15. A first station for participating in wireless communication with a second station, comprising:
means for receiving a frame of data including an identifier uniquely identifying a communication channel designated for communication between the first station and the second station, and
means for incrementing a frame counter after receiving the frame of data, the frame counter being aperiodically reset to a new initial value, the new initial value being a substantially random number with respect to a previous initial value.
16. The first station of claim 15, wherein the identifier is a color code.
17. The first station of claim 15, further comprising means for transmitting a return frame including an expected value as a return frame identifier.
18. The first station of claim 15, further comprising means for resetting the frame counter to the new initial value when the value of the identifier in the received frame is other than an expected value.
19. The first station of claim 18, further comprising means for incrementing a reset counter, the reset counter being different than the frame counter.
20. The first station of claim 18, further comprising means for transmitting a return frame including a selected value other than an expected value as a next frame identifier.
21. The first station of claim 15, further comprising means for resetting the frame counter to the new initial value in response to assignment of a new traffic channel.
22. The first station of claim 15, further comprising means for storing the new initial value.
23. The first station of claim 15, wherein the new initial value is obtained from an authentication procedure or a re-authentication procedure.
24. The first station of claim 15, wherein the first station is a mobile station.
25. The first station of claim 15, wherein the first station is a base station.
Description
FIELD OF THE INVENTION

The present invention is directed to a system using a synchronized communication protocol between two entities, more specifically, to provision of a frame counter for message sequence synchronization in a communication protocol useful in mobile cellular communications.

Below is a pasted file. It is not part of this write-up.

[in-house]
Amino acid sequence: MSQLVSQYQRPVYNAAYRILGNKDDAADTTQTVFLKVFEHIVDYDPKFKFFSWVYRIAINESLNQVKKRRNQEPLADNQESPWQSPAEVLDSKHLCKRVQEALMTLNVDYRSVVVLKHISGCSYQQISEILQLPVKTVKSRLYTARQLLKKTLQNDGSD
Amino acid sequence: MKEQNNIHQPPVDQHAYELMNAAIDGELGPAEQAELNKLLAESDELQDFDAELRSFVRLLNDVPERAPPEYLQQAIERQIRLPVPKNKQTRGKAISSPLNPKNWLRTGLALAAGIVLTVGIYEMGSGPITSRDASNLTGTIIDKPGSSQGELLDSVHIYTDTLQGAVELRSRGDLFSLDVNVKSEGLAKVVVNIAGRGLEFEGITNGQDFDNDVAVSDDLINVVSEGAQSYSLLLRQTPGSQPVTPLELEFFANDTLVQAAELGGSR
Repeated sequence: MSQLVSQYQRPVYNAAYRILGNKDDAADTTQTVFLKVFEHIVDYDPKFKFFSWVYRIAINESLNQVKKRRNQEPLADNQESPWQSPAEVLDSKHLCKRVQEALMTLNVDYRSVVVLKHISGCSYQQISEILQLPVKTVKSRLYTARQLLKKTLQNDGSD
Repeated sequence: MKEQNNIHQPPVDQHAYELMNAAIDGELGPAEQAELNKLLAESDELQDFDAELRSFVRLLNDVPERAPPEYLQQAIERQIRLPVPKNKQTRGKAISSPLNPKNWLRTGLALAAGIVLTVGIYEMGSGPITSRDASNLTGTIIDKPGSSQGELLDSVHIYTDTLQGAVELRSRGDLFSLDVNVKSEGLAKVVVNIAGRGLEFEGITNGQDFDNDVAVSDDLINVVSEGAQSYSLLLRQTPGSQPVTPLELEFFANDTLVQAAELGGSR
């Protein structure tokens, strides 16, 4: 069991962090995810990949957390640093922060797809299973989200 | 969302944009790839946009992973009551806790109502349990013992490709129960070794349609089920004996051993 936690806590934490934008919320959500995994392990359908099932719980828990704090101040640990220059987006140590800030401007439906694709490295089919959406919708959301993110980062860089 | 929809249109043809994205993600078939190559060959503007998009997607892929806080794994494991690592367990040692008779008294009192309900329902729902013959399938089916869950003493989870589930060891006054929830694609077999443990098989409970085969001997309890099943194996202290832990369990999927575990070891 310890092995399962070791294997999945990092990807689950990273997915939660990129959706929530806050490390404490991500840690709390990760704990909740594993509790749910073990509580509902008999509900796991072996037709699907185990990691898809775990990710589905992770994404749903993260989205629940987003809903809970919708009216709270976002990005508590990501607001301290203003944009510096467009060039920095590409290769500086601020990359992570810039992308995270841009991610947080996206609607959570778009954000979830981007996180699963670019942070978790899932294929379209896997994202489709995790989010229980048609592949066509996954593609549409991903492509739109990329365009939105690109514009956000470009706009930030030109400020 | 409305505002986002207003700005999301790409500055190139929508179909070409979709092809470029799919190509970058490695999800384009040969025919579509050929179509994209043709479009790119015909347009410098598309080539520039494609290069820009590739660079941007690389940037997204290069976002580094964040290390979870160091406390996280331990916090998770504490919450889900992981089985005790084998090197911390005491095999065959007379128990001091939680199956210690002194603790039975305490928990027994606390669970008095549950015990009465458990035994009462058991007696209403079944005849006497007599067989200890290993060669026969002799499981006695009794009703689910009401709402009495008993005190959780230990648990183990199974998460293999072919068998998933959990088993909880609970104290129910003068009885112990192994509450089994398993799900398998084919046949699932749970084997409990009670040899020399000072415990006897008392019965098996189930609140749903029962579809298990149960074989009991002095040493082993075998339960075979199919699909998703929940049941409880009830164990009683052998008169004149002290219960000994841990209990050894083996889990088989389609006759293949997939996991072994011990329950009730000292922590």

BACKGROUND OF THE INVENTION

Conventional wireless communication protocols used by mobile stations are not concerned with assuring message sequence synchronization between a transmitting station and a receiving station. This has been satisfactory when the messages represent spoken communications, because the receiving person simply asks the other party to repeat an unclear utterance. Similarly, lack of message sequence synchronization has not been a concern for the relatively simple data services which have been the major users of wireless communications, such as paging systems.

However, for more complicated data applications, it is helpful if the wireless communication protocol provides at least a rudimentary form of message sequence synchronization. Unfortunately, since existing protocols were defined without a need to provide message sequence synchronization, there is no particular provision made for providing message sequence synchronization.

SUMMARY OF THE INVENTION

In accordance with the present invention, synchronized wireless communication is provided between a first station and a second station. The first station receives a frame including an identifier uniquely identifying a communication channel designated for communication between the first station and the second station, and increments a frame counter which is aperiodically reset to a new initial value, the new initial value being a substantially random number with respect to a previous initial value.

The identifier may be a color code. The first station may transmit, to the second station, a return frame including an expected value as a return frame identifier.

The frame counter may be reset when the value of the identifier in the received frame is other than an expected value. The first station may transmit, to the second station, a return frame including a selected value other than an expected value as a return frame identifier after resetting the frame counter. A reset counter may be incremented after the frame counter is reset. After a predetermined error interval has elapsed since the first occurrence of the step of incrementing the reset counter, and the reset counter has not reached a predetermined value, the reset counter may be reset.